The Art of Beauty

Author Mary Eliza Haweis
Author Name Variants Mrs. H. R. Haweis
Publication New York: Harper, 1878.
Link to Text
Genres Textbook
Keywords Education, Reform, Fine Arts, Domestic Science, Conduct
Contributing State New York
Research Notes  
Digital Source Notes  

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Jamie Logan

Tulane University, December 2015

            During her lifetime, Mary Eliza Haweis became one of the most prolific women writing about fashion (Cunningham 161). Born in England in 1848 to the portrait painter Thomas Musgrove Joy and trained as a child in painting and drawing, she dove into the world of art with zeal (Moers 371). At eighteen she had a painting accepted by the Royal Academy Summer Exhibition (Cunningham 160). At nineteen she landed “the husband of her dreams” (Moers 370), a fashionable clergyman named Hugh Reginald Haweis, only to discover that much of his income went to support his mistress and illegitimate child. Mary Eliza – now a mother of three – embarked on a career as a fashion writer to fight financial strain.
            First published by Harper & Brothers in 1878, The Art of Beauty was Haweis’s first foray in the field of fashion. Its popularity can be measured by the fact that it went through five editions and was followed by three similar works, The Art of Dress (1879), The Art of Decoration (1881), and The Art of Housekeeping (1889). In The Art of Beauty, Haweis explored topics ranging from “the pain of ugliness” to the importance of aesthetic accord between furniture and costume (9). She believed beauty should guide housekeeping and domestic science and therefore devoted an entire section of the book to the importance of pleasant surroundings within the home (229). The book also included a number of Haweis’s own drawings for illustration. She combined the pursuits of book design, fashion, and homemaking with a desire to educate, crafting a practical textbook grounded in her own training in the fine arts and knowledge of historical notions of beauty.
            The instant success of the manual allowed Haweis to become the founder of the field of aesthetic fashion reform (Schaffer 32). She gained popularity partly by justifying her opinions in reference to the historical consensus on fashion, yet she also advocated controversial trends such as the enhancement of natural beauty through cosmetics (“The Art of Beauty” 638).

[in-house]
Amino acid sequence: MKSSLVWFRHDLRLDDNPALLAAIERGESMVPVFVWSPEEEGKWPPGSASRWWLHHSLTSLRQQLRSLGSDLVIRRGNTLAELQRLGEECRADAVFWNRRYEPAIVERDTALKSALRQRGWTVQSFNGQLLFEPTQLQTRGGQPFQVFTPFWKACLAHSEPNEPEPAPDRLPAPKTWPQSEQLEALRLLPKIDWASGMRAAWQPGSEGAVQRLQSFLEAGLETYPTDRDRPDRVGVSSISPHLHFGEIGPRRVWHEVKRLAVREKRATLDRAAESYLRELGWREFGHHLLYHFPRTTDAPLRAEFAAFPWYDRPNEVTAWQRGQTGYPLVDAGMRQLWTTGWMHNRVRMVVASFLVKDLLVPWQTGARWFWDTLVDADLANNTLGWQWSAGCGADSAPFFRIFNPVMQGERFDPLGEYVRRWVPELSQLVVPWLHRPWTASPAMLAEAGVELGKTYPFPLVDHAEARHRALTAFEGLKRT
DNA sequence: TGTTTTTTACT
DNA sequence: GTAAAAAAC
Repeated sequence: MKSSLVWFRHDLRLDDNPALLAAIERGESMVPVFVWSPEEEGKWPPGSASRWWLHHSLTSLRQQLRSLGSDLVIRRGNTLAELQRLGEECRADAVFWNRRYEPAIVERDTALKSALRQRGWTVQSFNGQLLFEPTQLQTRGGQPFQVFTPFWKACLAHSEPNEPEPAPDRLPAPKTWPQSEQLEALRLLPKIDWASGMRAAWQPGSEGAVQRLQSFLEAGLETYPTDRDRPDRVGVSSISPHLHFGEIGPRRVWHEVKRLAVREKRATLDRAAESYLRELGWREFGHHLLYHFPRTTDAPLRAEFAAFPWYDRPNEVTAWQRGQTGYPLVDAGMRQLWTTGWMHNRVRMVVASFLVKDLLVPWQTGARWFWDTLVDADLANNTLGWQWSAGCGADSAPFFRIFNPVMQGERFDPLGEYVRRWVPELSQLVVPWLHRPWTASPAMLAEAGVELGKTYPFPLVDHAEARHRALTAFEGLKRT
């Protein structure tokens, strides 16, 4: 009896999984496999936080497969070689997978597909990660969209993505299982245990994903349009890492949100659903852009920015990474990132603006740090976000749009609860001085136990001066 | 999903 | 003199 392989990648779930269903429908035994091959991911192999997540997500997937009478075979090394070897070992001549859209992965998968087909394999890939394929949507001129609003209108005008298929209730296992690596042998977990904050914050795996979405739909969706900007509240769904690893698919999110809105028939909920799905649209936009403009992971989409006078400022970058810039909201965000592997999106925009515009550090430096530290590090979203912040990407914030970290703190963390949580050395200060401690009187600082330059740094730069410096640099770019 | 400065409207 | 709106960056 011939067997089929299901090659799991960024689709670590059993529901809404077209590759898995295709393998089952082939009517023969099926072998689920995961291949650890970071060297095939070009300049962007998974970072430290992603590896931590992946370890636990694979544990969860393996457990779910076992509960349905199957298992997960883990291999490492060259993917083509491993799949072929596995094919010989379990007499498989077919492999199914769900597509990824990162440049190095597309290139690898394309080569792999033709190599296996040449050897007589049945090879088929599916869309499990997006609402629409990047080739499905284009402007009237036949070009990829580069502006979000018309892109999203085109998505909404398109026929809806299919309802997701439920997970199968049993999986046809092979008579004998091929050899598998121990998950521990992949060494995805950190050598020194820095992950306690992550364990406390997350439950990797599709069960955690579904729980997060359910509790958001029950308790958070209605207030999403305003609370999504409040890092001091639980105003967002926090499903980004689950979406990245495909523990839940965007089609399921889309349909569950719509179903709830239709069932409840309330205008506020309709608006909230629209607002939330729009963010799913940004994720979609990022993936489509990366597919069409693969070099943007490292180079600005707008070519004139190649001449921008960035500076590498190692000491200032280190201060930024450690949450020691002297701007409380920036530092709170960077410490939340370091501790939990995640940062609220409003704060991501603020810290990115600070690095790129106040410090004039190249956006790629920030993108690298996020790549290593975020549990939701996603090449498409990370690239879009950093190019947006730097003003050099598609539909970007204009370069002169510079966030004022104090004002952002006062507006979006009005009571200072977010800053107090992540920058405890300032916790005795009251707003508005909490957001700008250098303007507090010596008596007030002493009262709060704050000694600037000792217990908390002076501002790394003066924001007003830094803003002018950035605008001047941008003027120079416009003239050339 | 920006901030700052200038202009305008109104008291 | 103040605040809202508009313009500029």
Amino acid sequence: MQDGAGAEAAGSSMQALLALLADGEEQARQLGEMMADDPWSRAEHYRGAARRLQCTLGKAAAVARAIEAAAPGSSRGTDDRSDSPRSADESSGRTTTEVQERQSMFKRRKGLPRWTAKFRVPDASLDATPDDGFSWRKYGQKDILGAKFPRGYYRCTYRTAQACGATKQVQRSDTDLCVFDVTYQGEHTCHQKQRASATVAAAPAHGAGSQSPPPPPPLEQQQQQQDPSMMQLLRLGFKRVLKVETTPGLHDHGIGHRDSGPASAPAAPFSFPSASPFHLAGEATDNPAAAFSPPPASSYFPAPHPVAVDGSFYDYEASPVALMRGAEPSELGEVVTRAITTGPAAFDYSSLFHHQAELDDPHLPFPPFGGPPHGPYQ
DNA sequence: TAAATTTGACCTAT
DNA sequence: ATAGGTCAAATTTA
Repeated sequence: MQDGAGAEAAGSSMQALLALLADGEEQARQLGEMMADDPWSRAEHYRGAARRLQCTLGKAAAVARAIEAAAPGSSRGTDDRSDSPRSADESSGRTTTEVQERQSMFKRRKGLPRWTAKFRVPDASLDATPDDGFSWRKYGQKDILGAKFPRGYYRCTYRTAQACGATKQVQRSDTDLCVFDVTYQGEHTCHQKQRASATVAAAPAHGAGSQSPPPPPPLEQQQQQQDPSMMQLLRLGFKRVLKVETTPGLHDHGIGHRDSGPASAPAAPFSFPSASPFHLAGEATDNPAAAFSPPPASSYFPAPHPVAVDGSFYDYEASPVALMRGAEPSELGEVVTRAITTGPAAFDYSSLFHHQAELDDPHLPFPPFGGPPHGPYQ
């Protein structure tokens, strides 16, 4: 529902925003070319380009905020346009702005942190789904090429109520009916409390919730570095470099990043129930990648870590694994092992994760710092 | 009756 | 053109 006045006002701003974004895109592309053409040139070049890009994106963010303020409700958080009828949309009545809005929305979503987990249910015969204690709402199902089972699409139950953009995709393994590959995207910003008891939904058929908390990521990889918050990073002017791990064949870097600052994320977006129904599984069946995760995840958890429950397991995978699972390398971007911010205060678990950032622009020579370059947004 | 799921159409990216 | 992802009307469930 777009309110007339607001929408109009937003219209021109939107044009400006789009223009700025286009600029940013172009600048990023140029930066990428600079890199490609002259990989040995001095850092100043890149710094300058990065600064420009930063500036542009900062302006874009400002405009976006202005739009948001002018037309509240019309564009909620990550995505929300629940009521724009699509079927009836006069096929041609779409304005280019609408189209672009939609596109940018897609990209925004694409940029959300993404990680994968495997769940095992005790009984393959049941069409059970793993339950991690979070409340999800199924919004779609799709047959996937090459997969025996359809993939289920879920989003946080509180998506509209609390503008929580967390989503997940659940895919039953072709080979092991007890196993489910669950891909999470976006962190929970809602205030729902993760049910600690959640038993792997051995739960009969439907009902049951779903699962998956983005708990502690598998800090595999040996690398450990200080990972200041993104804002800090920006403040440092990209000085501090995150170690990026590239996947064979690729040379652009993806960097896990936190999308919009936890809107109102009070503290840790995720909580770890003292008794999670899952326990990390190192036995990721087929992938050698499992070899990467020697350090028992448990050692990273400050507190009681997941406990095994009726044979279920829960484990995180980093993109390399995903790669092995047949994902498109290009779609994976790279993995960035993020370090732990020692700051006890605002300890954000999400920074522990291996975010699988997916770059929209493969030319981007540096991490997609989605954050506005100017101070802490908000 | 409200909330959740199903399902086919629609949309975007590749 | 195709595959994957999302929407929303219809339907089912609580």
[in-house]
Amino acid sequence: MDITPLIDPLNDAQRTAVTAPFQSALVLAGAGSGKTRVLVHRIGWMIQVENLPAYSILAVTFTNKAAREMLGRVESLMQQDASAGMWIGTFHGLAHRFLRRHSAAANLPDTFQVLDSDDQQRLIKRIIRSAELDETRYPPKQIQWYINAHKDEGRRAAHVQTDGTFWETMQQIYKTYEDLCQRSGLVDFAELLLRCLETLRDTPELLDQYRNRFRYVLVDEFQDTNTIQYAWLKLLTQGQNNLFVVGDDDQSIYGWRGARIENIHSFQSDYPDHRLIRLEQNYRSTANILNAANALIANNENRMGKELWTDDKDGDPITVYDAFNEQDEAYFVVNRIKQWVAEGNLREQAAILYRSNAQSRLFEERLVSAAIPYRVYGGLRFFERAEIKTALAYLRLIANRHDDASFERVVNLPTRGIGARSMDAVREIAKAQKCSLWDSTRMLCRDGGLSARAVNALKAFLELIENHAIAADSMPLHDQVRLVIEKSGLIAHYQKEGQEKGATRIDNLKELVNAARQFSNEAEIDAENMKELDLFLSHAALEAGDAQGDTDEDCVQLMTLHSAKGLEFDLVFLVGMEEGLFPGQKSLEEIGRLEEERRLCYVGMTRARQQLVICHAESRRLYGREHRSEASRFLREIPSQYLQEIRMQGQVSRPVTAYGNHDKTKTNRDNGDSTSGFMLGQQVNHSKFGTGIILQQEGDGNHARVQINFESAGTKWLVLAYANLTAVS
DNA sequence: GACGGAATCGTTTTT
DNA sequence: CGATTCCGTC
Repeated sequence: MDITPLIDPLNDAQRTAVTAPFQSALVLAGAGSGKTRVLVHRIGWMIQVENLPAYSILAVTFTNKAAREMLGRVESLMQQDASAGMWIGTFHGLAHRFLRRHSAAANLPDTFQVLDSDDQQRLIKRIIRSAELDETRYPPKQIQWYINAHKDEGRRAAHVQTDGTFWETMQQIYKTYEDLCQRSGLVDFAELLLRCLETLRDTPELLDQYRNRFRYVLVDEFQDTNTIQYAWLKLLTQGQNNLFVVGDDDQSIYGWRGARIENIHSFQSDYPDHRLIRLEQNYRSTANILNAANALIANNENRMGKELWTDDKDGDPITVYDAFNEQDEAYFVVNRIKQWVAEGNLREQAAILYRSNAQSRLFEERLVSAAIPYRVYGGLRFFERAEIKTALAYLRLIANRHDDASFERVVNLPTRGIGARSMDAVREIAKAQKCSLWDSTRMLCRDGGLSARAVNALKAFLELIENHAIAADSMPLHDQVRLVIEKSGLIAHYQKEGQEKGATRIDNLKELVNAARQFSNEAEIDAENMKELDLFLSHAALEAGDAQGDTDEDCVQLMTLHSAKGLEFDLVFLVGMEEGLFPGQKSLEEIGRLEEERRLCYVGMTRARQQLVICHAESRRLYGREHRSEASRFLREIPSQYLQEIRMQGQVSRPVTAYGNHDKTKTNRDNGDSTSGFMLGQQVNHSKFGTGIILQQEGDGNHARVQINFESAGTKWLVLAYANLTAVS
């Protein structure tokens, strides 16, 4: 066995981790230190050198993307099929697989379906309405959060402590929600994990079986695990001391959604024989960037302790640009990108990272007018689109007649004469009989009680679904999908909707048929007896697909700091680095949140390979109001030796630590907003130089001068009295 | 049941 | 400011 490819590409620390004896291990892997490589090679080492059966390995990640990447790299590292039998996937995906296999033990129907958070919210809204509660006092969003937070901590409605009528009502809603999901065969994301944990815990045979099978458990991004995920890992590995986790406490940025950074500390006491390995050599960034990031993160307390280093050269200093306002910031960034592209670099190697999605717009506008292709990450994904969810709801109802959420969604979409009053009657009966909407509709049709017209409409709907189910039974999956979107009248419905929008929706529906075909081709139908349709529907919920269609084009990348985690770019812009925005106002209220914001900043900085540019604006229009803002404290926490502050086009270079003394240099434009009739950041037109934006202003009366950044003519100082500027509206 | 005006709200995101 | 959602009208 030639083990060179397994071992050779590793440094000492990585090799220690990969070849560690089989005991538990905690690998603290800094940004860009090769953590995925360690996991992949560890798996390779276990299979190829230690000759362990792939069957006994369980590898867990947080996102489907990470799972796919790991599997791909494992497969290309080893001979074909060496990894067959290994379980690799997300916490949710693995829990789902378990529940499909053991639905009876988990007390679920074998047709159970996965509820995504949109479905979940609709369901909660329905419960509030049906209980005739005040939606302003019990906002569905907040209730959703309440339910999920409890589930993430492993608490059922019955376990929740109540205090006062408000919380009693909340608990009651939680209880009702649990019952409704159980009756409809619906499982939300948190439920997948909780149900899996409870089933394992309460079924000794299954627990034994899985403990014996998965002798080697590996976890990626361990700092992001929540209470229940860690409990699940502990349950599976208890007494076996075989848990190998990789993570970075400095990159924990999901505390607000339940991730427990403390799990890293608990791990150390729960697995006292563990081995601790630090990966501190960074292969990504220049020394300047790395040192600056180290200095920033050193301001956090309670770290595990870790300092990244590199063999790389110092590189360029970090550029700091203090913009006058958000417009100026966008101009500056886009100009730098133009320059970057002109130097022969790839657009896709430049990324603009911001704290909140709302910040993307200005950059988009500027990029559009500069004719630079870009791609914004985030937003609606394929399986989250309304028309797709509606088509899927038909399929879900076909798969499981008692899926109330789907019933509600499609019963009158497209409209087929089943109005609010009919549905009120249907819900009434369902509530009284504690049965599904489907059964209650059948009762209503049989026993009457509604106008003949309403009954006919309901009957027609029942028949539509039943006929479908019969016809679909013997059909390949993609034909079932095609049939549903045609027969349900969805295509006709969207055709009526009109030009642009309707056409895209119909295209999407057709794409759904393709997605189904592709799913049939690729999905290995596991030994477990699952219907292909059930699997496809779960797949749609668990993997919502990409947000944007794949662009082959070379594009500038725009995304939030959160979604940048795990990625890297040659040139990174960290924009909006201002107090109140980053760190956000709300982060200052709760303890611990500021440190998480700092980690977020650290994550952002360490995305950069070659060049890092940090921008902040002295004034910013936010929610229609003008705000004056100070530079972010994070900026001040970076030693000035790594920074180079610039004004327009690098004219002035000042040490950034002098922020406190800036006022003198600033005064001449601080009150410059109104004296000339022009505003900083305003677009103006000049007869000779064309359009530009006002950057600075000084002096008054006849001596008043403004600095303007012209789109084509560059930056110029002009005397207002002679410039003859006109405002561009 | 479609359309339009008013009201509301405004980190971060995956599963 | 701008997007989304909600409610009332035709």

Six years after its publication, The Art of Beauty was exhibited as part of the Women’s Literary Department at the 1884 New Orleans World’s Fair. Although Haweis was born and raised in Britain, her book was classified at the Exposition under the state of New York, where it was first published. Haweis had a significant impact on international fashion, and the women of New York were probably proud to claim her book as representing their state. Haweis became a notable public figure who supported fellow women and was outspoken about her belief in causes like women’s suffrage (Cunningham 170). She epitomized the dilemma faced by many women at the time, as she wavered between tradition and progress. This struggle is reflected in the language of her book, which perhaps explains its widespread appeal. From the costs of using corsets to the moralities of dress, she focused on issues that were important to women at the time. She encouraged women to search for their own hidden talents, study styles that suited them, and foster self-esteem (Schaffer 32). The book would thus have been interpreted as a fitting tribute to female literary efforts.

Works Cited

“The Art of Beauty.” Review of The Art of Beauty, by Mary Eliza Haweis. the spectator,18 May 1878: 636-638. Cunningham, Colin. “Hints on Household Taste and The Art of Decoration: authors, their audiences and gender in interior design.” Women, Scholarship and Criticism: Gender and Knowledge C.1790-1900, edited by Joan Bellamy et al.Manchester: Manchester UP, 2000. 160-177.

Haweis, Mary Eliza. The Art of Beauty. New York: Harper, 1878.

Moers, Ellen.Review of The Arbiter of Elegance: A Victorian Biography by Bea Howe and Love and Work Enough: The Life of Anna Jameson by Clara Thomas.Victorian Studies, vol.13, no. 3, 1970, pp.370–371.

Schaffer, Talia. The Forgotten Female Aesthetes: Literary Culture in Late-Victorian England.University Press of Virginia, 2000. 32.